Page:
FX Tells Supreme Court Not to Take Up Olivia de Havilland 'Feud' Fight

The 102-year-old actress' petition doesn't warrant review, argues FX, because of lack of jurisdiction and proper application of the "actual malice" standard.
Left, Photofest; Right, courtesy of FX
Olivia de Havilland (left), Catherina Zeta Jones as de Havilland in 'Feud: Bette and Joan'

Olivia de Havilland, the 102-year-old actress who starred in Gone With the Wind, may have one last legal fight within her, but on Tuesday, FX Networks urged the U.S. Supreme Court to reject her petition to review the rejection of a lawsuit she brought over Feud: Bette and Joan.

In March, de Havilland experienced a huge defeat at a California appeals court. She alleged that the Ryan Murphy series violated her publicity rights through Catherine Zeta-Jones' portrayal of her and put her in a false light by depicting her as a vulgar gossip. The appeals court responded that she couldn't demonstrate a probability of prevailing on the merits of her claims and that her complaint should be stricken under California's anti-SLAPP statute, a law designed to curtail frivolous legal actions impinging First Amendment activity.

Now, looking to take this Feud to the Supreme Court, FX argues she's interpreted the decision-making in the case all wrong.

"Contrary to Petitioner’s hyperbole, the court of appeal did not hold that the First Amendment 'grant[s] absolute immunity to docudramas,' — nor anything close to that" states FX's opposition brief. "The court actually held, far more modestly, that Petitioner’s false-light claim failed as a matter of law because (1) she could not show that the snippets of dialogue that formed the basis for her claim were 'highly offensive to a reasonable person,' as they must be under California law for Petitioner to have a claim and (2) alternatively, Petitioner had no evidence that Respondents, who indisputably tried to portray Petitioner as the wise and respectful counselor and friend to Davis that she was in real life, acted with 'actual malice,' as New York Times v. Sullivan and its progeny require in a case of alleged public-figure defamation."

That the actress was depicted as calling her sister a "bitch" wasn't actionable because it wasn't highly offensive, recounts FX's attorneys, adding that there was evidence showing that the vulgar word that Zeta-Jones used in the series was a substantially truthful characterization of de Havilland's actual words.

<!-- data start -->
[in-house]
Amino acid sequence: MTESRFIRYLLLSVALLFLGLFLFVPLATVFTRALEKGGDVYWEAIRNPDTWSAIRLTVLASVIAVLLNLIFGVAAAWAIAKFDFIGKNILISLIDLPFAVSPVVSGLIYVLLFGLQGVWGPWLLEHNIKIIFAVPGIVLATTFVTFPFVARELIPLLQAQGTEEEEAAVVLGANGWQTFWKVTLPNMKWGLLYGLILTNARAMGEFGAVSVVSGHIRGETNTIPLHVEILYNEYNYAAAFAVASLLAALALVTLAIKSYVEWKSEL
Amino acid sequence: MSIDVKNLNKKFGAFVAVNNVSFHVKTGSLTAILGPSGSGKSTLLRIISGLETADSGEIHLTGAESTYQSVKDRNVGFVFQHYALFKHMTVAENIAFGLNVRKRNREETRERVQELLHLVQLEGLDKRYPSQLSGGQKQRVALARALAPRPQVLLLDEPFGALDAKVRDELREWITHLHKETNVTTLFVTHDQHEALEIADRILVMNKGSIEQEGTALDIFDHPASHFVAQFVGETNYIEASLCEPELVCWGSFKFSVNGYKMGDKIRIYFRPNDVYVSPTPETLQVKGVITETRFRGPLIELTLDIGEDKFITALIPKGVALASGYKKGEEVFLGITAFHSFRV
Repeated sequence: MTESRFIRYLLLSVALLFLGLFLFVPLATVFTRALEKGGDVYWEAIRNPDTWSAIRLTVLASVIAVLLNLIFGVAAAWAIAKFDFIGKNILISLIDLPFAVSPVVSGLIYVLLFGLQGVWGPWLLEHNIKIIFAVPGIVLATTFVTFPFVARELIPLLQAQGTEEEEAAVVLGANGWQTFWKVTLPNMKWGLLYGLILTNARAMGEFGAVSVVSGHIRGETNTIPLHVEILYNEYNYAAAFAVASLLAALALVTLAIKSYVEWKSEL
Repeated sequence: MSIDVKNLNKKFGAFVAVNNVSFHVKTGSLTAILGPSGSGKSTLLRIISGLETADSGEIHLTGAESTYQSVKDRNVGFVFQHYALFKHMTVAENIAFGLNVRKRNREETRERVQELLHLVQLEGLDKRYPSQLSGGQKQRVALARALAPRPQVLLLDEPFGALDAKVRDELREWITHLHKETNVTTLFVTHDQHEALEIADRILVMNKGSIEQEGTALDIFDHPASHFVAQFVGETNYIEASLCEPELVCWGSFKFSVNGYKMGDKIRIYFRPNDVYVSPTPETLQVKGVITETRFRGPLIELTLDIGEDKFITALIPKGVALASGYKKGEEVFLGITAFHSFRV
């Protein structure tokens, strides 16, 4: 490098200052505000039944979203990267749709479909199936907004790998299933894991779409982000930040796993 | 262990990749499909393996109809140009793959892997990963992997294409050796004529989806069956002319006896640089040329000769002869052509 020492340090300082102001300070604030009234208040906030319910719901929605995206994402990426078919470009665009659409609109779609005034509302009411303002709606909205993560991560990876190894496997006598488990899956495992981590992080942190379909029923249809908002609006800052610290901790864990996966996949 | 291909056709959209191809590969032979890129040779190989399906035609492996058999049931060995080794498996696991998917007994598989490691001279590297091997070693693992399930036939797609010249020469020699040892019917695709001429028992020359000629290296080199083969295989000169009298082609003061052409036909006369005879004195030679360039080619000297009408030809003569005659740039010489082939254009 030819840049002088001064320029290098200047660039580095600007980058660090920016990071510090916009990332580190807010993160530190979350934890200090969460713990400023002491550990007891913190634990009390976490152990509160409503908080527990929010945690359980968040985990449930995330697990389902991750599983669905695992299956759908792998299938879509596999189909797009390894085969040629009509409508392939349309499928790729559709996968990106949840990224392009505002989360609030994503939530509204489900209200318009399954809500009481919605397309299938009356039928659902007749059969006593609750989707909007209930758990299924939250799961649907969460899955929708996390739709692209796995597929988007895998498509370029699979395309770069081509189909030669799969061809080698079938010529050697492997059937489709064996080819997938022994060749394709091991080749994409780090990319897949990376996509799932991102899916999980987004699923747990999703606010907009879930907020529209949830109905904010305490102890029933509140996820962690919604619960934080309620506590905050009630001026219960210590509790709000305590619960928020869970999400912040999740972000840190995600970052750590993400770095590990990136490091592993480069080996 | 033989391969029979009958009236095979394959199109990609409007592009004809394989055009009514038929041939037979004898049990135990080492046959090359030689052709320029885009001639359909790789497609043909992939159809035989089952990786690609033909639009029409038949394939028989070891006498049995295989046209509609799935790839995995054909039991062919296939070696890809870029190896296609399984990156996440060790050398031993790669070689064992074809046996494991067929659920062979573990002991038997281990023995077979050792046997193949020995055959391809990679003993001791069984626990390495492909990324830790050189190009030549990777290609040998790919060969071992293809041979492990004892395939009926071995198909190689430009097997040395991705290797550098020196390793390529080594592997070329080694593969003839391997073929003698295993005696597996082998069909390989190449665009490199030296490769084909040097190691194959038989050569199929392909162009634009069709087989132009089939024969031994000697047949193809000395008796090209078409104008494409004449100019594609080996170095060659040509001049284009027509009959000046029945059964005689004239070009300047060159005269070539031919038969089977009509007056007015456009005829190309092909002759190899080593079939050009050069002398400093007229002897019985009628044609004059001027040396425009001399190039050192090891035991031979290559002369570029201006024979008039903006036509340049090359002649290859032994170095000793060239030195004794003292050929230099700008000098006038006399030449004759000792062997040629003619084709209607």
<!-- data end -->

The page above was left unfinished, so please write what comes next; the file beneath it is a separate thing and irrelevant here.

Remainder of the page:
FX, represented by Kelly Klaus and Sarah Boyce at Munger Tolles, argues that since California courts are applying state law in this respect, there's no real jurisdiction for the Supreme Court to grant cert and take up this case.

Nevertheless, FX also addresses the "actual malice" issue — which is arguably the most provocative one in the context of a fictionalized docudrama.

When it comes to defamation lawsuits or false light claims, public figures must demonstrate actual malice, and with respect to expressive non-fiction works like newspaper articles or documentaries, that generally means knowledge of falsity or reckless disregard of truth. But what about dramatization? Here, the California appellate court interpreted precedent to mean that de Havilland must demonstrate that FX" either deliberately cast her statements in an equivocal fashion in the hope of insinuating a defamatory import to the reader, or that it knew or acted in reckless disregard of whether its words would be interpreted by the average reader as defamatory statements of fact."

In her petition, de Havilland argues that the "so-called modified rule for docudramas in fact eliminates the New York Times actual malice standard" by protecting knowing or recklessly false statements to the same degree as truthful or negligently false ones.

Nonsense, responds FX. It's still the same standard used for more than a half-century. The California appeals court just reached the conclusion she couldn't demonstrate actual malice.

States the opposition (read here): "In reaching that conclusion, the court relied on a sworn declaration from Ryan Murphy, Feud’s co-creator, stating that he “intended Zeta-Jones’s portrayal of de Havilland to be that of ‘a wise, respectful friend and counselor to Bette Davis, and a Hollywood icon with a unique perspective on the past.’” The court of appeal found insufficient Petitioner’s claim that the writers’ use of stylized dialogue amounted to evidence of actual malice. Instead, the court found the evidence uncontroverted that Feud’s creators sought to portray Petitioner in a positive light and consistent with the historical record."